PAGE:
Pinpricks of light for SMEs buried deep in the Budget

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Budget is missed opportunity to support SMEs through economic turmoil, but cash basis consultation and promise of simplified tax are some consolation.

As is customary, the Chancellor used his recent Budget address to lay out an economic plan for the short and medium term. The focus on measures to protect and promote business investment among larger enterprises wasn’t a surprise given Chancellor Jeremy Hunt’s determination to stimulate growth in what has been a fairly moribund recent economic picture.  

Among the headline measures, the decision to extend the full expensing scheme was expected, as was the decision to stick with the planned increase in the rate of corporation tax.  

No end of HMRC problems in sight  

It was, however, a little disappointing to see so little emphasis paid to measures that would benefit smaller businesses. As a body charged with advocating for the thousands of accountants that service smaller firms, we feel it’s important to push the agenda forward on the issues that matter to them.  

And while the Chancellor heralded his introduction of ‘A Simpler Tax System for Small Businesses’, in practice it remains to be seen what impact that will actually have on accountants and their clients. 

AAT organised a letter with nine other professional bodies in the accountancy sector calling for the Government to address the current crisis of service provision at HMRC. Unfortunately those calls were in vain, leaving many accountants unsure how that particular issue will be resolved in the short term.   

Cash basis consultation a positive step  

With that said, we were encouraged by the announcement – buried deep within the 100-plus pages of the Budget book – that the Government would consult on expanding the cash basis. Cash basis is currently available to sole traders or partners with an annual turnover of £150,000 or less. It’s beneficial for some because business owners need only declare money when it comes in and goes out of the business. 

The Government will look to explore ways to expand the eligible population, improve access to the cash basis, and increase use of the cash basis within eligible self-employed businesses.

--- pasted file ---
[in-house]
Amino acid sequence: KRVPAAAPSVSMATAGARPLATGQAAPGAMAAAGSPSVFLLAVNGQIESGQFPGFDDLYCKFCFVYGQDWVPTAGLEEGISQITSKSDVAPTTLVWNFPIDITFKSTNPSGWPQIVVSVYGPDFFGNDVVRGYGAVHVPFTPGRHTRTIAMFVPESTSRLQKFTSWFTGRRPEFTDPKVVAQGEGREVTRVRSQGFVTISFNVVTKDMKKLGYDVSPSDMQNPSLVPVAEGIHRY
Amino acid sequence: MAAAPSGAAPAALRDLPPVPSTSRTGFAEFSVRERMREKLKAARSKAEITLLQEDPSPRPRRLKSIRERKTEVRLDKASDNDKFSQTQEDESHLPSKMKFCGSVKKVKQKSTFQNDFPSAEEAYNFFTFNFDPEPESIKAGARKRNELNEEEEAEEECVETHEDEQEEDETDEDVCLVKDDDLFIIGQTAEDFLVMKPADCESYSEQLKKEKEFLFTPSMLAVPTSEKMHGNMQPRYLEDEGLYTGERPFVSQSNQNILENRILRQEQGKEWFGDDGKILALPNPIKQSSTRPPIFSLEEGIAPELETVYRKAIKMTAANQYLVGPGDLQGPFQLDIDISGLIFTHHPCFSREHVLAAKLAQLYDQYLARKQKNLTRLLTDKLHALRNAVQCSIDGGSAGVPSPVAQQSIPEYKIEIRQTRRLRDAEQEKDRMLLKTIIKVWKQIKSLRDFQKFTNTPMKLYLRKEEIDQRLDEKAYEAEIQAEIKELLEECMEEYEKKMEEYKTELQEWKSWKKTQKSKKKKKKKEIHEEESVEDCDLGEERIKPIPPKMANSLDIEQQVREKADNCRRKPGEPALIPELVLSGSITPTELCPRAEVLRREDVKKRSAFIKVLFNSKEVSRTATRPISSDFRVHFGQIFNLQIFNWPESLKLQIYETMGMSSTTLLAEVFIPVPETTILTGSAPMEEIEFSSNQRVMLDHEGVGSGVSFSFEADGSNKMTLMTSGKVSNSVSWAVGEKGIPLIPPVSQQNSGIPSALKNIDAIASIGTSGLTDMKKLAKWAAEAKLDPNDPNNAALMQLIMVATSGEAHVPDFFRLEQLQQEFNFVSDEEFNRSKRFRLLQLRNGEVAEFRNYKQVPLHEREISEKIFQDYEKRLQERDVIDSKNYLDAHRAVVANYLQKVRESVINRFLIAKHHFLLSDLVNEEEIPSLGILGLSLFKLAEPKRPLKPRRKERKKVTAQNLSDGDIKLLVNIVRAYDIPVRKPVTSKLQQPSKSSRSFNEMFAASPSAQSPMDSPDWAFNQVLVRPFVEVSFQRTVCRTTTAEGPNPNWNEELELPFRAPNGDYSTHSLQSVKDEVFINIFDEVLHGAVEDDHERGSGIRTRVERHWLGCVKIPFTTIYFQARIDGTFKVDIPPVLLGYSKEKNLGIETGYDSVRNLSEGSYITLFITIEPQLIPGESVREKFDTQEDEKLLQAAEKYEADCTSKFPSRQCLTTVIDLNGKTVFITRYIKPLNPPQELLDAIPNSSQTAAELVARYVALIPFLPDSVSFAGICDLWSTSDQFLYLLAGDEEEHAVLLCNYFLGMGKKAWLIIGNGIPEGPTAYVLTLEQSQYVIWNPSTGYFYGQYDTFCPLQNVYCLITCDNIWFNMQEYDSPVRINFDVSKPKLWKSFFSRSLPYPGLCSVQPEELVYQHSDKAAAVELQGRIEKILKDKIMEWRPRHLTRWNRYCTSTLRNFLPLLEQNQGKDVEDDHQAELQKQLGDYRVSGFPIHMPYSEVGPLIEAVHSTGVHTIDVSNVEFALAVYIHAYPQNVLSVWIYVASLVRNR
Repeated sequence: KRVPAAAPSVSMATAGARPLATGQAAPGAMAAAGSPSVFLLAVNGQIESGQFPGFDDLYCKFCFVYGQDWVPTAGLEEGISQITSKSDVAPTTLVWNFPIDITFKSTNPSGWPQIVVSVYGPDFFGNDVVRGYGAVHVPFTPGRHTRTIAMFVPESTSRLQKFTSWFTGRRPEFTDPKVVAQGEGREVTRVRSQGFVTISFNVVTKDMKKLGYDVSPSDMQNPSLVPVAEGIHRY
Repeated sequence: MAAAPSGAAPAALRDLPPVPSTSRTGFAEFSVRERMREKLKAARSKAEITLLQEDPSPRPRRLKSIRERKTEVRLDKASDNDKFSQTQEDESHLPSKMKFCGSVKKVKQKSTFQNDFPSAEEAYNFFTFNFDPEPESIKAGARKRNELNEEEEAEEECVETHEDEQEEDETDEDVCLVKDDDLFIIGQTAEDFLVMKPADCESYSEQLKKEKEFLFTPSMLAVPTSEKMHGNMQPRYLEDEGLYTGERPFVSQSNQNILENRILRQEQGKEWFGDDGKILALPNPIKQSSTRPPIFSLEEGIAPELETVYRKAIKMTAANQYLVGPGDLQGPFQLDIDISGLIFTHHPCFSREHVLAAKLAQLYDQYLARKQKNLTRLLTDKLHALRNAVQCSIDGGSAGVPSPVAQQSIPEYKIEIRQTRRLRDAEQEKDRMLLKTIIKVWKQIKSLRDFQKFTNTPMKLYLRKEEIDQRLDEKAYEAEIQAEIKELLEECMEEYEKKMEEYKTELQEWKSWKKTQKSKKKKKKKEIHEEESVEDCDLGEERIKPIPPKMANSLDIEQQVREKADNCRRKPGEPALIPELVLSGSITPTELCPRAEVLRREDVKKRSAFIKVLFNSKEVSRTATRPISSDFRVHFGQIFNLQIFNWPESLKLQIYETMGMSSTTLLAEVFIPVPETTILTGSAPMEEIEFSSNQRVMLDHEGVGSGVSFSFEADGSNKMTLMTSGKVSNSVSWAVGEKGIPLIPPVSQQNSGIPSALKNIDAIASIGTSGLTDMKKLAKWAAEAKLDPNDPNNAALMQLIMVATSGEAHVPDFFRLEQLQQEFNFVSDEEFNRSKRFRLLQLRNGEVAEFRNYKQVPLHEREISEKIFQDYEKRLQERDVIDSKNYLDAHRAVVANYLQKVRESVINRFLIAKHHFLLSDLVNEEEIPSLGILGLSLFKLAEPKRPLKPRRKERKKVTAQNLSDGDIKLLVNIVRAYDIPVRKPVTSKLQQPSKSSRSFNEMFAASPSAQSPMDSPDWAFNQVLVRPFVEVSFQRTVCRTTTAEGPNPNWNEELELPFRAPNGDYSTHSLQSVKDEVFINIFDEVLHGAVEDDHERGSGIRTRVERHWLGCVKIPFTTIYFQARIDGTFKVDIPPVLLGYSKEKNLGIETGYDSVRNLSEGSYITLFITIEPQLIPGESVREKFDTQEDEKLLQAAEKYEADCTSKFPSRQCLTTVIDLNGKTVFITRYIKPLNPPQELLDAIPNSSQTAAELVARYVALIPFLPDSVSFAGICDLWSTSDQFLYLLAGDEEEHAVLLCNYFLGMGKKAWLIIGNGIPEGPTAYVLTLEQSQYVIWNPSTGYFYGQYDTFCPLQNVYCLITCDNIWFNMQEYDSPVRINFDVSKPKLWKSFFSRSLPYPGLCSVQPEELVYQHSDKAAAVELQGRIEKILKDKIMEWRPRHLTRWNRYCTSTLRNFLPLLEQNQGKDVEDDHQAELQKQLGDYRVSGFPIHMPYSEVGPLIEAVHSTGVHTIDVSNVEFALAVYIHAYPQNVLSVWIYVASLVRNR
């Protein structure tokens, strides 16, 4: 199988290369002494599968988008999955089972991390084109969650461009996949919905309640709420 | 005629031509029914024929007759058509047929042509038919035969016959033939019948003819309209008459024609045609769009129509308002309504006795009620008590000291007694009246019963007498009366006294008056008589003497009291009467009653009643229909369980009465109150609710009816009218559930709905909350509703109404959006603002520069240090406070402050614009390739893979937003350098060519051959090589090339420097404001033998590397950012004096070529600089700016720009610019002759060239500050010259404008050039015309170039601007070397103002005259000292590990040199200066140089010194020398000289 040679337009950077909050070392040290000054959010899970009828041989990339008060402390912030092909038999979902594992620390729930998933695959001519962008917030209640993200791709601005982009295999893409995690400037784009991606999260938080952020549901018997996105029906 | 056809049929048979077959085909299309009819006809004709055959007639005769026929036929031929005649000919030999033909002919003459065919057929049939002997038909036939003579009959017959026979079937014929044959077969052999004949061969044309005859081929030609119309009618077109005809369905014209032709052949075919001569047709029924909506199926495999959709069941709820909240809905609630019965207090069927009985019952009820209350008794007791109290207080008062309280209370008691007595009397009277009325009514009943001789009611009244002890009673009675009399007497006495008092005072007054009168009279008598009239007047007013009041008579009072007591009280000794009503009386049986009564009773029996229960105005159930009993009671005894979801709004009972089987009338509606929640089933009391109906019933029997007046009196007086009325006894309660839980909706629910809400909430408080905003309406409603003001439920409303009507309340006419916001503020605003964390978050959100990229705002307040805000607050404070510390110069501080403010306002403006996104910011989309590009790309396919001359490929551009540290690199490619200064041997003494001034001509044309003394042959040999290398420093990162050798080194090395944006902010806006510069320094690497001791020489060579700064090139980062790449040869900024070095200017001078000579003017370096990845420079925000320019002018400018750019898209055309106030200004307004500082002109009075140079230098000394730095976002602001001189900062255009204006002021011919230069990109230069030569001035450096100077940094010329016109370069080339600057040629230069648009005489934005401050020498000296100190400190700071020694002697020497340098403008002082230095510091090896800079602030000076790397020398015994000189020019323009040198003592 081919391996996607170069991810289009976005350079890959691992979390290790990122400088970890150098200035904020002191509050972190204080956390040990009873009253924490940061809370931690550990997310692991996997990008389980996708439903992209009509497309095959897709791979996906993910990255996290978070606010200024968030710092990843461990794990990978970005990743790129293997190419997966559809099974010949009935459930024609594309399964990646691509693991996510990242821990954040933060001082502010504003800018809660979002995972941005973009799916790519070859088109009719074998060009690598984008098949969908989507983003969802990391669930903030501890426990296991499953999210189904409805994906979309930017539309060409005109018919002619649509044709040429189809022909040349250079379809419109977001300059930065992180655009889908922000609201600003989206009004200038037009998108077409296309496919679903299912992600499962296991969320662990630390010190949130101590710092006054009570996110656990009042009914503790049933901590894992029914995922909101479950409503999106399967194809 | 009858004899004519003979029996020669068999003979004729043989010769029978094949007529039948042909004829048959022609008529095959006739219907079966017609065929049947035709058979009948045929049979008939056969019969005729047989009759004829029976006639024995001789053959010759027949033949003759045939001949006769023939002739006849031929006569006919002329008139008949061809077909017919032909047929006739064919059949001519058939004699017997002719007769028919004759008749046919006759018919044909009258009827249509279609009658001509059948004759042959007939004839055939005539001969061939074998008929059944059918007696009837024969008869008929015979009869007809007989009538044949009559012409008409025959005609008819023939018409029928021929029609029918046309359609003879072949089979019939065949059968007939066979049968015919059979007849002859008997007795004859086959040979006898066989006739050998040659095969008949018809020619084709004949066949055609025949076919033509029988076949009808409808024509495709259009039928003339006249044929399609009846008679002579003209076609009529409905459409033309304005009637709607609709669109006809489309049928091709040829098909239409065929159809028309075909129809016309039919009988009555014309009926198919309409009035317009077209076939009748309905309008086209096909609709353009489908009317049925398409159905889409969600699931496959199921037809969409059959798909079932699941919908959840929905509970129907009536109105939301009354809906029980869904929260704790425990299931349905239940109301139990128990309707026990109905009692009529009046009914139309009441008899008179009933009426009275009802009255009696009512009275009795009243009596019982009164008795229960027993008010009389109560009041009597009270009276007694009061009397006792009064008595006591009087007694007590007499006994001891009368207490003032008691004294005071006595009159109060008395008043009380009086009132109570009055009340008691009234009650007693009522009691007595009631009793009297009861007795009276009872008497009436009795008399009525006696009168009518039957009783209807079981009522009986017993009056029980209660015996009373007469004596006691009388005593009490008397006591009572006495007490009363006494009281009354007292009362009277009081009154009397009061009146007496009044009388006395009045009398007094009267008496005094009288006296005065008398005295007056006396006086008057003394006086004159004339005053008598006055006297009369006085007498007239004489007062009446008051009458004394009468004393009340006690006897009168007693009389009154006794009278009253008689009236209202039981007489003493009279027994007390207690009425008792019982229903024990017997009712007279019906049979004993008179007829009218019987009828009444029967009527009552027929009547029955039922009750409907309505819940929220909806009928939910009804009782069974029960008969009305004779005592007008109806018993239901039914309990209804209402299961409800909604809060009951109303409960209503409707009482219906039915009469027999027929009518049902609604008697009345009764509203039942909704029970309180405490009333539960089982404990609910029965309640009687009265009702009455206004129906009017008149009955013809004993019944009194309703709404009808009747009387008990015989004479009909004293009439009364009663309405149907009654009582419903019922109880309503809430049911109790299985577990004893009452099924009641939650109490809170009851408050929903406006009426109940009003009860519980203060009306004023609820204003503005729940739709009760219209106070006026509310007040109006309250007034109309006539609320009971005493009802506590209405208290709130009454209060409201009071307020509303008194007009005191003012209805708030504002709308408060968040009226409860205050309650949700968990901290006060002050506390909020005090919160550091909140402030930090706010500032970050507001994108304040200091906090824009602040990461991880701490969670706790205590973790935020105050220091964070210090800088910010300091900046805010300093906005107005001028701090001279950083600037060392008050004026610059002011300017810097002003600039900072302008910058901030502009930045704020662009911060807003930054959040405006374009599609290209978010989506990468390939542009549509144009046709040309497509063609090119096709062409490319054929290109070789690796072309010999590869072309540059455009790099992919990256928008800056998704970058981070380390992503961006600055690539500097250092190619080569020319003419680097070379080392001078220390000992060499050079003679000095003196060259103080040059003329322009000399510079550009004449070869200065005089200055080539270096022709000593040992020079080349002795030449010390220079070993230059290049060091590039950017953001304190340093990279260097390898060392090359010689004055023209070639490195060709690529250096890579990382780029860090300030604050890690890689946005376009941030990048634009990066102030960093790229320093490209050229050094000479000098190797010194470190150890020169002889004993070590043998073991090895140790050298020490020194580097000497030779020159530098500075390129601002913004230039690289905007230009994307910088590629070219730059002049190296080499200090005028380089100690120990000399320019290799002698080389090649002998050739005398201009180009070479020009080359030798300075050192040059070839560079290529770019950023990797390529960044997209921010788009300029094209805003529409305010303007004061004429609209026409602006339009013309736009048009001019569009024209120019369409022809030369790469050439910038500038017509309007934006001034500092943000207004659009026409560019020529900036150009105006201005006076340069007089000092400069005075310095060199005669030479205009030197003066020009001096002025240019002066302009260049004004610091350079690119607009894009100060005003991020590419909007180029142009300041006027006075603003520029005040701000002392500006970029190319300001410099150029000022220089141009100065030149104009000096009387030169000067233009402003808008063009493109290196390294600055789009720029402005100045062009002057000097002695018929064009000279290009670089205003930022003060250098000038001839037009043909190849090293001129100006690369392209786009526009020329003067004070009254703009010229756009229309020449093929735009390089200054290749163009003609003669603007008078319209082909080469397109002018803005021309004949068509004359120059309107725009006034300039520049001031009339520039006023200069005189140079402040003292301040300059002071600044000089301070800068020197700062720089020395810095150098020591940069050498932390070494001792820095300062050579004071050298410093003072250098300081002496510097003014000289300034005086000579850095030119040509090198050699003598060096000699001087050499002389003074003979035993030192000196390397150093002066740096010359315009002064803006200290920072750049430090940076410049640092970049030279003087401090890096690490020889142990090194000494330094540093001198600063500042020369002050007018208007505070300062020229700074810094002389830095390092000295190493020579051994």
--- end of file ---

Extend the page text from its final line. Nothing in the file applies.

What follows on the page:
It has identified a number of potential areas to simplify and expand the regime. These include increasing the turnover thresholds for businesses to use the cash basis so that larger unincorporated businesses can choose to use it; setting the cash basis as the default standard to calculate taxable profits with an opt-out for accruals, and thereby aligning it to property businesses where the cash basis is already the default. 

It has also raised the question of increasing the £500 limit on interest deductions in the cash basis, allowing more businesses to benefit from the cash basis and reflect the higher costs of borrowing as well as relaxing restrictions on using relief for losses made in the cash basis, allowing new businesses to use the cash basis while setting loss relief against other sources of income. 

The consultation will run over the next few months and will close on 7 June – a date that reflects the Government’s stated desire to introduce changes “relatively quickly”.  

A new dawn for UK tax?  

We, like many in the profession, were dismayed by the Government’s announcement in September 2022 of the abolition of the Office of Tax Simplification, which finally closed in March. The Government has sought to allay fears with a series of other simplification methods in the Budget. 

The Chancellor said that as part of these efforts, “Officials were given a clear mandate to focus on simplicity of tax policy design throughout the policy making process and on simplifying existing tax rules and administration”. 

One such example is the announcement of a systematic review of tax guidance and forms for small business over the next 24 months. While there has already been progress made on simplifying forms and making guidance more interactive, in the absence of a dedicated body like the OTS, it is imperative that HMRC prioritise this area and make sure the review is completed as soon as possible.  

Whether the Government will deliver on what’s promised remains to be seen, but AAT will be pushing to keep focus on prioritising tax simplification. As always, it’s imperative that accountants engage in the process, so we would urge you to get involved and make your views known.

If you would like to contribute to AAT’s Cash Basis consultation response, please contact Jack Withrington.

Adam Harper is AAT's Director of Professional Standards & Policy..

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